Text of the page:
So BANG! There go my naïve dream for a real grass-root, DIY, friendly community oriented artists society in Kuala Lumpur to support my kind of art!

It seems like art is for the elites, or those who can “afford” it. But is that art? Or social status? Or the self-pride showing that one is “cultured”? I would later realized that there were actually more art businessmen than genuine artists in the community.

I was very disturbed by the unfriendly reply and the authoritative attitude of the director. But deep inside my heart, I didn’t believe what she said was 100% true about Malaysians. Ok, so these so-called independent art spaces won’t work, I’d go find other kind of places. There must be people who support art and culture without asking for commercial returns for a humble project like this. My ever supporting late father, driving me to meet principals of colleges around KL to propose my little project. At last, I was able to do 3 screenings at 2 colleges: INTI College, both Subang Jaya and Nilai campus; and the Malaysian Institute of Art in KL. These screenings were very small and humble (between 10-20 people). But it happened, for FREE! Furthermore, these were higher educational institutions, not someone’s “living room, balcony or garage”.

Two weeks after homecoming to settle in KL in 2005, I met a small group of experimental musicians and artists who were quite interesting, but seem to be the minority in the local art circle. I found such connections with them, artistically, mentally and spiritually. In 2006, we formed Studio in Cheras, Kuala Lumpur, or more commonly known as SiCKL. Since then, we have been active in promoting edgy experimental/avant-garde works in music, film/video, dance, performance art and cross-disciplinary works, either at its humble Cheras base or at other venues around town such as Findars Art Space; and involved in coordination of local art festivals such as the Notthatbalai Art Festival 2007. Between 2006-2008, SiCKL Open Lab series witnessed many original, creative and interesting art experimentations rarely seen at “proper” local art spaces. Most of SiCKL events do not charge admission fee but based on voluntary donation, except when we work with other partners who need to fulfill particular interests for their organizations.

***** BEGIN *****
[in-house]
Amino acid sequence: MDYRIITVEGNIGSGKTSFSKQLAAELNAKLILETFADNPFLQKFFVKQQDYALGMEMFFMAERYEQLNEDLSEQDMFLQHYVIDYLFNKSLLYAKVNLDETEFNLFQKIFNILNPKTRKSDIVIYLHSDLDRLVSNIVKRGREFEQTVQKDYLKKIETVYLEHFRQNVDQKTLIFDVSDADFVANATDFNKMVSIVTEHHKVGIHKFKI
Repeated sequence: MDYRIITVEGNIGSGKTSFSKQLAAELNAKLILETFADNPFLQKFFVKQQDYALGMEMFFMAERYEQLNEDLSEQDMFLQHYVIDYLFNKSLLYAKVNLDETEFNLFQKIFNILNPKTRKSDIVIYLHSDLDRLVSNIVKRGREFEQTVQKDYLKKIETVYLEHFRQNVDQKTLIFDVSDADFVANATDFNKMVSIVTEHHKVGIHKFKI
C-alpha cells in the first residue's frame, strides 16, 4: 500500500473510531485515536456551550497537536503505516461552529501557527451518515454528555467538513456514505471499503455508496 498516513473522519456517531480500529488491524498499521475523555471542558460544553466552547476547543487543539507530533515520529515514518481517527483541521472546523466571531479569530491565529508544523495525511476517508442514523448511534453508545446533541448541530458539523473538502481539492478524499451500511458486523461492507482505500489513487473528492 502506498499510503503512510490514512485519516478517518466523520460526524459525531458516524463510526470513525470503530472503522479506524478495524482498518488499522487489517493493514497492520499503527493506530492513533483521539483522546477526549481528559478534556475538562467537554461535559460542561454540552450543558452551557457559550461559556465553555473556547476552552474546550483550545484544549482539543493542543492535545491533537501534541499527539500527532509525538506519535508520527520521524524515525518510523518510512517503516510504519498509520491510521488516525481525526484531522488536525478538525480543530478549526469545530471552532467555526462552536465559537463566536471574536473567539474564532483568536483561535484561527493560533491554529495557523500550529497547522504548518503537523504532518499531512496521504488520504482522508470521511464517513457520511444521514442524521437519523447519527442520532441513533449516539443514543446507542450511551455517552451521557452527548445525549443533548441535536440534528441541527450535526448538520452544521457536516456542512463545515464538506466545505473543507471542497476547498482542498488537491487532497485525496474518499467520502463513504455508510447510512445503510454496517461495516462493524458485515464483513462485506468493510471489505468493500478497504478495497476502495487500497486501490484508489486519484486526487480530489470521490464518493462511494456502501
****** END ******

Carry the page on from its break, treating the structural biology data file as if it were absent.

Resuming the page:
Any individual and organization that have gone through the funding process know how exhausting and frustrating it can be, physically and mentally. It involves too much hypocrisy, factors of authority and politics. Is the criteria of judgement for funding applications truly impartial and consistent? Our “no-budget” motto is not equal to “the rejection of official funding”, of course not! But we wouldn’t like the complicated funding process to become the biggest obstacle, or an excuse to hold us back from realizing our project. The funders will always ask, “What do I get from this? How do you ‘sell’ this? What is your ‘tangible product’?” Sometimes we just want to say, “You know, we do it because we love it. Oh, you can’t imagine how we love doing what we love!”:)

This little festival is incredible because we have not expected to gather so many generous individuals from various backgrounds and ideologies to come together, contributing their time and energy, absolutely for free. A big salute to all artists, in-kind sponsors and volunteers! SALUTE!! They are not working for the money, status or for certain authority, but for the souls, spirits and joy. What would you call that? I call it LOVE. Love for art, love for creativity, love for culture, love for friendship, love for the place, love for the community, and ultimately, love for life!

Only love can beat money, don’t you think so?:)

If even art cannot be free (with every possible context of the word), what else can?

We did it, over 50 of us, at Sama-sama Guesthouse Mini Alternative Art Festival 2010. FREE, for 3 days in a row!

Mind you, Madam Director.

Cheers,

Siew Wai, 28 July, 2010

Sama-sama Guesthouse Mini Alternative Art Festival 2010:

http://samasama2010.blogspot.com/2010/07/why-no-budget-little-story.html